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Romeo and Juliet - an Analysis of Act Iii Scene I.

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ROMEO AND JULIET - An Analysis of Act III Scene I. By William Shakespeare This scene takes place immediately after a scene where the audience has watched the innocent and happy marriage of Romeo and Juliet. We are prepared for celebrating events and an atmosphere of joy, when Shakespeare suddenly and tragically introduces this interlude where we witness the death of Mercutio and Tybalt. We see the Prince banish Romeo from Verona as a punishment for killing Tybalt. Now the audience knows that no happy conclusion awaits Romeo and Juliet's love when Romeo, who killed Tybalt when blind with anger at Mercutio's death, is banished. Romeo's banishment means he cannot see Juliet again unless he decides to risk his life. He hates this decision with a great and sincere passion, proved when he says, 'Banishment? Be merciful, say death!' Thus, he conveys to the audience that his love for Juliet is sincere, unlike that of Rosalind, whom he forgot when he first caught sight of Juliet. Banishment is a sentence better than death, as Friar Laurence tells Romeo in Act III Scene III. However, Romeo says that banishment is worse, as he would never again be allowed to see his wife Juliet. He was aware of this fact the moment he killed Tybalt, which is probably why he hesitates to run at once. He seems transfixed, as if the very picture of Tybalt's death reminds him of the laws he has broken, and he stands there, stunned, most probably thinking of his future with Juliet. ...read more.


Tybalt escapes after slashing Mercutio. Mercutio even on the brink of death makes funny and witty speeches. He compares his wound to the depth of wells and the width of church doors. He compares his state to a "grave" mans'. He says, "No, 'tis not so deep as a well, nor so wide as a church door. But 'tis enough...Ask for me tomorrow, and you shall find me a grave man...Why the devil came you between us? I was hurt under your arm." Then all of a sudden his funny mood evaporates and he turns on Romeo and blames him for his injury. After Mercutio dies, Romeo says, 'This day's black fate on mo days doth depend; this but begins the woe others must end.' Here he is trying to imply upon us that he senses tragic happenings. Here Shakespeare again makes use of irony, for when Romeo says this, he unknowingly talks about his own death, that of his wife, and that of Tybalt. Shakespeare now introduces a very fast scene in sharp contrast to the slow scene of Mercutios' death. Romeo rushes after Tybalt and there issues a brawl, which ends in Tybalts' death. In a modern film version, Baz Luhrmann has cleverly wound the themes of Shakespeare's intentions into the colourful and modern settings of Verona Beach. Here, however, after his fatal injury from Tybalt's shroud of glass, Mercutio doesn't say anything but drops on the spot in agony, and only utters, 'A plague' a both your houses', and dies. ...read more.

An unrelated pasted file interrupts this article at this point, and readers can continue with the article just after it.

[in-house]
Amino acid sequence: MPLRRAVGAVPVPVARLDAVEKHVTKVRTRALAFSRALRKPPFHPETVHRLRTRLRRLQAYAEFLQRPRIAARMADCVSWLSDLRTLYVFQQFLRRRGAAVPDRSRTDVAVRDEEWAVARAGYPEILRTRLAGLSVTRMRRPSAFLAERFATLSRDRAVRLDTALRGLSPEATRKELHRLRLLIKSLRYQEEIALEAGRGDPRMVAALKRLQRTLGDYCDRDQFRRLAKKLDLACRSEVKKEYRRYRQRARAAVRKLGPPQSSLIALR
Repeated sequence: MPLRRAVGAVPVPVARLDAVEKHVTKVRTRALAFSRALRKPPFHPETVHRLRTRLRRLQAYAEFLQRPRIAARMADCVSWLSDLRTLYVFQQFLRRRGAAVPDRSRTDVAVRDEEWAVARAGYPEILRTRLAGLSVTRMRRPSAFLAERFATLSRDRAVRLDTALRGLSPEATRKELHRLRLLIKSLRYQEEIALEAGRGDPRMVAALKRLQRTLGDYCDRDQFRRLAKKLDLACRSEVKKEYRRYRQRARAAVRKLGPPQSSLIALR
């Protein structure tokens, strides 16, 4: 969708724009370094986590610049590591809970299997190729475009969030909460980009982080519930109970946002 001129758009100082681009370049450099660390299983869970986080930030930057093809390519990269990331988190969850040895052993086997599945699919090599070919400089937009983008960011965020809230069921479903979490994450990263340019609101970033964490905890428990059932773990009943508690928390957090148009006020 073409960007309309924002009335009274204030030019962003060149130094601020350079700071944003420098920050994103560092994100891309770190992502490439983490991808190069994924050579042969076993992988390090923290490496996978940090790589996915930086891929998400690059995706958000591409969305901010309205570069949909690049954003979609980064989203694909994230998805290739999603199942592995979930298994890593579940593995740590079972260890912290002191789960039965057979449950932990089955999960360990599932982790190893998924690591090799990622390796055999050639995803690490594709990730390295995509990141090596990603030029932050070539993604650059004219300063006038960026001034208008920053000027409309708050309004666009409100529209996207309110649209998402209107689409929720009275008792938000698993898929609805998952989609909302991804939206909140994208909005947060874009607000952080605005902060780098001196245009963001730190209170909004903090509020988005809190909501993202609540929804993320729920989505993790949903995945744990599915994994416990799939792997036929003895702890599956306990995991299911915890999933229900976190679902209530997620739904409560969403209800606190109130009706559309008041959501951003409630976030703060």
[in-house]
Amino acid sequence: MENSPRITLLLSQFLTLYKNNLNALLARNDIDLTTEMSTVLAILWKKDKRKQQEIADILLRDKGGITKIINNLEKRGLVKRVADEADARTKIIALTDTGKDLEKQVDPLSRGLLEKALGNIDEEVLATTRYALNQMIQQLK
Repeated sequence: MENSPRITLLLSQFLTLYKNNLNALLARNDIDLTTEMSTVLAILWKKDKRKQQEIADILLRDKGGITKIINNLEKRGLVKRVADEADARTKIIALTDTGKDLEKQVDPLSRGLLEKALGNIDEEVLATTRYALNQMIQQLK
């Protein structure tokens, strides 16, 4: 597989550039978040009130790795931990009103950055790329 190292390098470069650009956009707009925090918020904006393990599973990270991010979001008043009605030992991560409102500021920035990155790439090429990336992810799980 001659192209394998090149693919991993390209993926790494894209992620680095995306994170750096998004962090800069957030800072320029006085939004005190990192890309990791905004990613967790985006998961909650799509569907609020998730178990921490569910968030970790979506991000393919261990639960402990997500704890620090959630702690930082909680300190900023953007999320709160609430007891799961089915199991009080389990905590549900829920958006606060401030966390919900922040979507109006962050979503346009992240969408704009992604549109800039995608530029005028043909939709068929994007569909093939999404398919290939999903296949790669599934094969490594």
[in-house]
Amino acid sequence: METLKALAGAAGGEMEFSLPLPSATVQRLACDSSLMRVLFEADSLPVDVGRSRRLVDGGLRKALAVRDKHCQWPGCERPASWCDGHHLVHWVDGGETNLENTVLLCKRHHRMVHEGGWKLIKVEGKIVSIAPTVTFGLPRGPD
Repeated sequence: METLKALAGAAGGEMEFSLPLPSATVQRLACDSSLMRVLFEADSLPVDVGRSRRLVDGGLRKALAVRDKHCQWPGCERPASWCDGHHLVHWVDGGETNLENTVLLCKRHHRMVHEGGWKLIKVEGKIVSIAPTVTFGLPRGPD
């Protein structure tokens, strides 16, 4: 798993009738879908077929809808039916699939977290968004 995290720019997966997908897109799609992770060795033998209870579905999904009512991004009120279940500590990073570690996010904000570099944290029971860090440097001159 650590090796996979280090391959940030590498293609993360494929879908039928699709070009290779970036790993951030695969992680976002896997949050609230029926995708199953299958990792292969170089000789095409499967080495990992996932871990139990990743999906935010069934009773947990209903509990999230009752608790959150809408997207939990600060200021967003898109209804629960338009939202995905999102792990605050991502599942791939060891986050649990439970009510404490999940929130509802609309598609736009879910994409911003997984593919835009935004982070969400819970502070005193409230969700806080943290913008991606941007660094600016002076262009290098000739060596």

Four young lives are lost. Now the audience is more than annoyed, it is angry and irritated over what they will now call a futile argument that has no memorable roots. Earlier we might have sided with either the Capulets or the Montagues, but now, as the stage characters realize their folly, so do we. We now realize that Shakespeare has been trying to tell us what hate and bitterness and conflict does. It affects not only us, but everyone around us as well. Our siding with either family was as much a mistake as the characters in the play. The tragedy is heightened because of the 'bad timing'. Had Juliet woken up a few moments earlier, had Romeo lamented a while longer, had Friar Lawrence reached in time to expose the truth, we would have witnessed a joyful ending. However, their death leaves an impression on our minds of the price they paid for what their ancestors were responsible for. Shakespeare has achieved a marvellous effect by leaving the audience to lament their death. Romeo and Juliet's love has thus become a universal theme, but underneath, it conceals an important message: Do not quarrel over ancient grudges. In conclusion, Shakespeare has tried to show us what hate and conflict of can do. He has carefully tuned it in to the love of two innocent people, who had no part whatsoever in this ancient grudge. He has employed tragedy to teach us an important lesson that is very well be reflected in the Holy Bible: "Love thy neighbour as thou loves thyself", and in "Love thy enemy as thou loves thyself". Shakespeare Coursework Subhayan Podder ...read more.

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